SNP MPs to oppose relaxation of hunting ban in UK

Move likely to fuel Conservative demands for greater powers for English MPs

British prime minister David Cameron: opponents argue he is trying to end the outright ban on fox-hunting by deceit. Photograph: Jason Alden/Bloomberg

British prime minister David Cameron: opponents argue he is trying to end the outright ban on fox-hunting by deceit. Photograph: Jason Alden/Bloomberg

 

Scottish National Party (SNP) MPs will today vote against plans to soften the 10-year-old ban on fox-hunting in England, in a move likely to fuel Conservative demands for greater powers for English MPs to control legislation that affects their voters.

Last week, prime minister David Cameron had to postpone plans to change House of Commons rules before the summer break in a way that would have excluded Scottish and Northern Irish MPs from voting on some legislation that comes before the house.

A compromise paper on “English votes for English laws” – which has come to be known as “Evel” – was due to have been published last night, but its publication was delayed by the cabinet office, partly because it was eyeing the SNP’s attitude towards the fox-hunting vote.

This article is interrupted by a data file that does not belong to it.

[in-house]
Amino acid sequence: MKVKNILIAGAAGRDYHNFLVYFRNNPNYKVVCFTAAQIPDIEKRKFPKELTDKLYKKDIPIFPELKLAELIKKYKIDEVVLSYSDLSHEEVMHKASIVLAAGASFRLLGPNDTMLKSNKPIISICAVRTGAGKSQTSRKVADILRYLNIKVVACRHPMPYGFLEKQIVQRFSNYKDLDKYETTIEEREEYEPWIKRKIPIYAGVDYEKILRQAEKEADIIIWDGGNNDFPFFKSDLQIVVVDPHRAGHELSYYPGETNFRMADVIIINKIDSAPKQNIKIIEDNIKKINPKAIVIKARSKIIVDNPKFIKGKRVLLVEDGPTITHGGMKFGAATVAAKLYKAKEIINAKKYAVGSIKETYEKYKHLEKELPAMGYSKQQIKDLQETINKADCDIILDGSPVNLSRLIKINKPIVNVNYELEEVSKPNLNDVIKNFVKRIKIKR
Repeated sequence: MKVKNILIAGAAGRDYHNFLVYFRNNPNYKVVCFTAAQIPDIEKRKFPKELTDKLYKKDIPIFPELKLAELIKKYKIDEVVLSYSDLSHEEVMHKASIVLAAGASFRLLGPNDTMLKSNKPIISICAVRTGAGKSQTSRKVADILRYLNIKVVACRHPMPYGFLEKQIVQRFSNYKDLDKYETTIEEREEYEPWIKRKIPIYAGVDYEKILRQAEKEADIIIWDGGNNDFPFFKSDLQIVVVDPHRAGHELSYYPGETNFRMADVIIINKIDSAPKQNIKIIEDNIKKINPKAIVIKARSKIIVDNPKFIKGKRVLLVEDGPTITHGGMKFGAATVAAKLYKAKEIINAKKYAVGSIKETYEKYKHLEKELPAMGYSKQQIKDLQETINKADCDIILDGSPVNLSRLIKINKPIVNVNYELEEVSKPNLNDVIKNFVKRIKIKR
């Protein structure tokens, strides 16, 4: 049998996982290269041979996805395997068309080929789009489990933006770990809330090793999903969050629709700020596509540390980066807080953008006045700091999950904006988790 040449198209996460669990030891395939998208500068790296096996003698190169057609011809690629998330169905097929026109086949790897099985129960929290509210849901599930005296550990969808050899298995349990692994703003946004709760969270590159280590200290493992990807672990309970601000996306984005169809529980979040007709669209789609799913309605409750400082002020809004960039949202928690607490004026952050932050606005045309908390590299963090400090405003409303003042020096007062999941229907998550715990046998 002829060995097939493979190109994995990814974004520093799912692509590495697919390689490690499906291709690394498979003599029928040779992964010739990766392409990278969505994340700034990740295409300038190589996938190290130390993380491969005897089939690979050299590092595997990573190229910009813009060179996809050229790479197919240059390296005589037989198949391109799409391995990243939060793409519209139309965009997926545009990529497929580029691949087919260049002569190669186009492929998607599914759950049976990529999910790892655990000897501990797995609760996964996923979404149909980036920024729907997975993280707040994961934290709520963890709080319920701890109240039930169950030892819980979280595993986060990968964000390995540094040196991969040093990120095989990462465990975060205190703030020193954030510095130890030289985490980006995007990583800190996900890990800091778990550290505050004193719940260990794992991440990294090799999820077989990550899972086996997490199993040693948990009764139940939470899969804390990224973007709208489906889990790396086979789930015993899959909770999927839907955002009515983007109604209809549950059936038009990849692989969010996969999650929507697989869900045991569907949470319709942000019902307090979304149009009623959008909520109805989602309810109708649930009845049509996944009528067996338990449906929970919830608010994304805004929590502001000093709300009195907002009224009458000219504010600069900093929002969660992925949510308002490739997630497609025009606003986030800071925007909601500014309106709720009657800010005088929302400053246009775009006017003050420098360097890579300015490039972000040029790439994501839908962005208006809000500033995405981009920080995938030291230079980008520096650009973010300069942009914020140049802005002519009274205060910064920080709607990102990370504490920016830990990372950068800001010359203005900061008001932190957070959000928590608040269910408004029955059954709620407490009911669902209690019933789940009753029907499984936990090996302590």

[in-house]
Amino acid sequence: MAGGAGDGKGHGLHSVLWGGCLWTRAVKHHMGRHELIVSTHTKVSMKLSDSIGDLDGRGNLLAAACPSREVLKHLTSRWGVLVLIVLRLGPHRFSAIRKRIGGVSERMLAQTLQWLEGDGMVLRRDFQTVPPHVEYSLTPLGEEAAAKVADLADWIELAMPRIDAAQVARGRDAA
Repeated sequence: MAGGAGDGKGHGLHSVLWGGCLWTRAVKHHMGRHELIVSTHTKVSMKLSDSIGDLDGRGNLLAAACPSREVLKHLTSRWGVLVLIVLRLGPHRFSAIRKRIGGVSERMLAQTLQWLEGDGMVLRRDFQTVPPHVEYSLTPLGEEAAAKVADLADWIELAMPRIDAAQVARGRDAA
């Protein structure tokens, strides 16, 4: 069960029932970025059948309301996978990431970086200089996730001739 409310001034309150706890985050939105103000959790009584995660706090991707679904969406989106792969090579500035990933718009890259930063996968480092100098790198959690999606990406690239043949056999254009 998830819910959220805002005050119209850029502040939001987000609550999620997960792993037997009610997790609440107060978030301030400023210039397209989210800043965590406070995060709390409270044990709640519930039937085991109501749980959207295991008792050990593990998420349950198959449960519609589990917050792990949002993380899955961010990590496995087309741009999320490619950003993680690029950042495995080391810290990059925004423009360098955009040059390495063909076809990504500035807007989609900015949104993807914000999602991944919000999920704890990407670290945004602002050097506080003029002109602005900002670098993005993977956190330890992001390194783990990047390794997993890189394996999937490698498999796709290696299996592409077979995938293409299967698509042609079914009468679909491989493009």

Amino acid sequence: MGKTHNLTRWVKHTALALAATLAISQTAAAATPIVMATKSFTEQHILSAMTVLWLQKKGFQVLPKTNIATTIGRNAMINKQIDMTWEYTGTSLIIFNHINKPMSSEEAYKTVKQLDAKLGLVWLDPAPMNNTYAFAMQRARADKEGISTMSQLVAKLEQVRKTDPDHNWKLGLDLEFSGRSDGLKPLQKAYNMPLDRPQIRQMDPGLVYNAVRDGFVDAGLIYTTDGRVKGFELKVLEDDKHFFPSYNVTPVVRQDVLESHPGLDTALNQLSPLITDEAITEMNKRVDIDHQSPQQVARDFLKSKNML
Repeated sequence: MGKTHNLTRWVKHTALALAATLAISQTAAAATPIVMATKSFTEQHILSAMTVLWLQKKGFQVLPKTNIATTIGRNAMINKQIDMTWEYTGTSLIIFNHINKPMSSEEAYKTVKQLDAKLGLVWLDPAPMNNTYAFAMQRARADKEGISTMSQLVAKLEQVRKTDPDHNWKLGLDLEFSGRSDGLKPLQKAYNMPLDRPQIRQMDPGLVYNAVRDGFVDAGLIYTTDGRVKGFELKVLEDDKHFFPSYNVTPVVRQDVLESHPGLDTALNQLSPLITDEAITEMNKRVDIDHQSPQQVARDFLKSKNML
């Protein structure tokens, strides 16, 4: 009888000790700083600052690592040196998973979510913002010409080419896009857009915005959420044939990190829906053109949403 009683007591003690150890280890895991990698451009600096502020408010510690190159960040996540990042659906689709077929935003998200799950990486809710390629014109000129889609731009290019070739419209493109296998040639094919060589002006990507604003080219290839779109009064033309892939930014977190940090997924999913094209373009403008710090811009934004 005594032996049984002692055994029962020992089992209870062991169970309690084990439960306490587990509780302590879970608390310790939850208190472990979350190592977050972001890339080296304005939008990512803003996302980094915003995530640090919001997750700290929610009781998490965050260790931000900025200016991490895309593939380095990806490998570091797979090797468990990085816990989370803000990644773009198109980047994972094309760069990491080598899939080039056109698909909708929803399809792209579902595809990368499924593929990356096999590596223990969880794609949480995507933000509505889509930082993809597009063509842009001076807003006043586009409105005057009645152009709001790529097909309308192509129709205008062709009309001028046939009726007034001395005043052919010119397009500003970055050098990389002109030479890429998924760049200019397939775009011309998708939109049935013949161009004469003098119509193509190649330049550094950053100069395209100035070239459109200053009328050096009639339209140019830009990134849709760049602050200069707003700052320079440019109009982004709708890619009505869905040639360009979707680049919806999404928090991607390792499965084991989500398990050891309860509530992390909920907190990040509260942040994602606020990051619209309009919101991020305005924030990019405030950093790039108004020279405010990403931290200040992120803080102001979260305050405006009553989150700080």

Under the proposal before MPs, hunts would be able to use a full pack of hounds to chase foxes, rather than just two at present – though the fox would have to be killed by a rifle shot and not torn apart by hounds. Opponents argued Mr Cameron is trying to end the outright ban by deceit.

However, the SNP, which has long had a practice of excluding itself from votes on issues affecting England only, last night decided its 56 MPs would vote, in a move that infuriated Conservatives, even those opposed to fox-hunting.

Fuel demands

“In these circumstances, it is right and proper that we assert the Scottish interest on fox hunting by voting with Labour against the Tories’ proposals to relax the ban – in the process, reminding an arrogant UK government of just how slender their majority is,” said the SNP’s Westminster leader, Angus Robertson.